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    Mayo Clinic Q and A: Take steps at home to manage dry, cracked heels

a medical illustration of the dry, cracked skin of cracked heelsDEAR MAYO CLINIC: The skin on my heels gets very hard and then cracks during the winter. This sometimes gets really painful. What’s the best way to treat cracked heels at home? Is it safe to remove some of the skin?

ANSWER: Dry skin on the heels that hardens and cracks is common, especially in the winter. There are a variety of self-care steps you can take at home to ease the dryness and heal cracked skin. It’s safe to remove some of the dead skin, as long as you do so gently.

Heels can crack when the skin around the rim of your heel becomes dry and thick, and increased pressure on the fat pad under the heel causes the skin to split. A number of factors can raise the risk of developing cracked heels, including obesity, wearing open-heel footwear such as sandals, and having cold, dry skin. Friction from the back of your shoes can make heel dryness and cracking worse. Wearing supportive, properly fitting, closed shoes with socks may ease symptoms. Losing excess weight also can relieve pressure on your heels and reduce cracking.

Weather often contributes to the problem, too. Skin tends to be driest in the winter when humidity is low and the outdoor temperature is cold. The way homes are heated in the wintertime also has an effect. Fireplaces, wood-burning stoves, central heating and space heaters all reduce indoor humidity, and that dries out skin.

Regularly exposing the skin on your feet to hot water during showers and baths dries skin, too, especially if it’s not moisturized within about 10 minutes after you get out of the bath or shower. Harsh soaps and detergents can damage the natural skin barrier and cause water loss from the skin, worsening the problem.

Skin conditions such as eczema and psoriasis may lead to cracked heels. After menopause, some women may be more prone to a condition known as “acquired keratoderma” — a skin disorder that can lead to cracked skin on the heels and other parts of the body. In those cases, topical estrogen ointments may be recommended to help heal the affected skin.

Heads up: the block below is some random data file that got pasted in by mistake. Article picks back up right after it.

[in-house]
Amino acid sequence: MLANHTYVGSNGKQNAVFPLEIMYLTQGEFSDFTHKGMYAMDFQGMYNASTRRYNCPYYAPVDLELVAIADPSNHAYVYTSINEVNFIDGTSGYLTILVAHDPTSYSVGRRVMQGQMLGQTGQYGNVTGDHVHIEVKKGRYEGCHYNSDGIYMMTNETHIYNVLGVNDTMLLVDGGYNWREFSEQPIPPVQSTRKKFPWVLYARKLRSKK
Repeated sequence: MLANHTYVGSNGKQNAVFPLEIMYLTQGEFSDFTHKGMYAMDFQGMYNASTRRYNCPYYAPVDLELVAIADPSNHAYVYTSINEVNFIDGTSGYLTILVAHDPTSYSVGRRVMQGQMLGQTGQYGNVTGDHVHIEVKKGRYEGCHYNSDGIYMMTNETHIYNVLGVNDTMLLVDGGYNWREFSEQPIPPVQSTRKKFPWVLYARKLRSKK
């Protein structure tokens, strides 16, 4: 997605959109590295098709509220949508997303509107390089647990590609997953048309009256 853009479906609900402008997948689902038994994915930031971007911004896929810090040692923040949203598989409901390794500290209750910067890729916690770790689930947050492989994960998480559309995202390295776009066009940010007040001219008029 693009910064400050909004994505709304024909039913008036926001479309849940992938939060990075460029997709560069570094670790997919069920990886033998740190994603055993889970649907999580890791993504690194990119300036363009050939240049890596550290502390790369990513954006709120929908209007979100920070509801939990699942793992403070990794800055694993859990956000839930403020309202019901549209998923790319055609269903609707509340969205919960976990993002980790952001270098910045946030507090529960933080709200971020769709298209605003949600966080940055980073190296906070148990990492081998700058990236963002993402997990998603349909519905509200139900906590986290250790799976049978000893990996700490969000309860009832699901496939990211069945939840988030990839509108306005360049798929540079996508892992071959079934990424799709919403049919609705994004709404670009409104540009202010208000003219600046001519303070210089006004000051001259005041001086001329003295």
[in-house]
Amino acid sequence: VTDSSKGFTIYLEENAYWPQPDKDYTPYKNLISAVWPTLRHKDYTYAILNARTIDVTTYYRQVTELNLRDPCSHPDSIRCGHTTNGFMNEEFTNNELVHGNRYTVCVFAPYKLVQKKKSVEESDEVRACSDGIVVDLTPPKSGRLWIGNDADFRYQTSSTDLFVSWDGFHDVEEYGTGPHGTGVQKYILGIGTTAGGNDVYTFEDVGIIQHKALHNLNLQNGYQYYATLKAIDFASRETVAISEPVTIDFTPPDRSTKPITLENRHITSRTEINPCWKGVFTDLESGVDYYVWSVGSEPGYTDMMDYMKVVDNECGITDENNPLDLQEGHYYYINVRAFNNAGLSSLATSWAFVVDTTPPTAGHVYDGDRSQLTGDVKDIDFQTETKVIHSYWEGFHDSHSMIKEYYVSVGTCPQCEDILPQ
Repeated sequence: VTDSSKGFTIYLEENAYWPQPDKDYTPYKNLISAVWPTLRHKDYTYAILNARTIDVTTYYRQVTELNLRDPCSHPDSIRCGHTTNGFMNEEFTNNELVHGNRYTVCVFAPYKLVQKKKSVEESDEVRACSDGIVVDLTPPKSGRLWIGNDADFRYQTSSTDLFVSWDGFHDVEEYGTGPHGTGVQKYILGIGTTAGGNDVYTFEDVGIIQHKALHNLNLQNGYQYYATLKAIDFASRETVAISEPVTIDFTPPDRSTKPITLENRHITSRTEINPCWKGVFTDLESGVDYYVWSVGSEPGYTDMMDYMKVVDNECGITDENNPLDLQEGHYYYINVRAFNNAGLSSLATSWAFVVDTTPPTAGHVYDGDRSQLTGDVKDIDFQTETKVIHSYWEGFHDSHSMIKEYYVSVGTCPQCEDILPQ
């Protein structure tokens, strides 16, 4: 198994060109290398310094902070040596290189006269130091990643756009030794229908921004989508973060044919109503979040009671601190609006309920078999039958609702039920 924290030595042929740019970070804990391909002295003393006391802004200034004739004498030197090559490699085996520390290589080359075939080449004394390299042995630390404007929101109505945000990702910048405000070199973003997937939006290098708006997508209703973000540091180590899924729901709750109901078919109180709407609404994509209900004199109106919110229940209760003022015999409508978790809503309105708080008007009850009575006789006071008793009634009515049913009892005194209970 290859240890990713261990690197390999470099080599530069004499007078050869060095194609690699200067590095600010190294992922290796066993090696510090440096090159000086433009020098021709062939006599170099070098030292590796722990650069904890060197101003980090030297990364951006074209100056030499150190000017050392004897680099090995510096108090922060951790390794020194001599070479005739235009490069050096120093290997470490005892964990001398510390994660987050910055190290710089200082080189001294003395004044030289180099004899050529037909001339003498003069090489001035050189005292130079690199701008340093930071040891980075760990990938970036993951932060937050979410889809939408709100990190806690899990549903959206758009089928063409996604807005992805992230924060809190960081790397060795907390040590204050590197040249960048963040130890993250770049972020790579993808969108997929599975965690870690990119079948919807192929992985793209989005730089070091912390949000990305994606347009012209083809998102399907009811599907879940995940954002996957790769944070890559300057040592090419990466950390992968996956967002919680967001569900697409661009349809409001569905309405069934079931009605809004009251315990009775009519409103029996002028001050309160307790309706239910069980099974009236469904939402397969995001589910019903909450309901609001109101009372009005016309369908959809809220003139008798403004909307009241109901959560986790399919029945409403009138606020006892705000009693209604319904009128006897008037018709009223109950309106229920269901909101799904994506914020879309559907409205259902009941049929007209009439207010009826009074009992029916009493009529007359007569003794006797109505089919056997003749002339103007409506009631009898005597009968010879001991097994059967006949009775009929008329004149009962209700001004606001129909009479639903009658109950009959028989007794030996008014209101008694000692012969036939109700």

To combat dry skin, moisturize your feet often. Moisturizers provide a seal over your skin to keep water from escaping and your skin from drying out. Products that contain lanolin, petroleum jelly, glycerin, ceramides, lactic acid, alpha hydroxyl acid or salicylic acid usually help. Moisturize as frequently as you can, especially before you go to bed. Then put on a pair of socks to lock in the moisture overnight.

You also can reduce dry skin by using only gentle soap on your feet; taking warm — not hot — baths and showers; and soaking your feet in plain or soapy water for about 20 minutes, and then gently patting them dry and applying moisturizer right away.

After you soak your feet, a loofah or foot scrubber can help remove dead skin from your heels. But use only gentle pressure, and properly clean and dry the loofah or scrubber between uses.

If self-care measures don’t help, or if your heels become swollen or inflamed, talk to your primary health care provider or a dermatologist. You may need a prescription ointment with stronger moisturizers or a steroid cream to relieve inflammation. Your health care provider may recommend special bandages or a tissue glue to protect the skin and hold the edges of the cracks together, so they can heal.

In some cases, dry, cracked skin could be a sign of a more significant health issue, such as diabetes or loss of nerve function. If you suspect an underlying medical condition, talk to your health care provider to see if you need further evaluation. — Dr. Gabriel Sciallis, Dermatology, Mayo Clinic, Rochester, Minnesota


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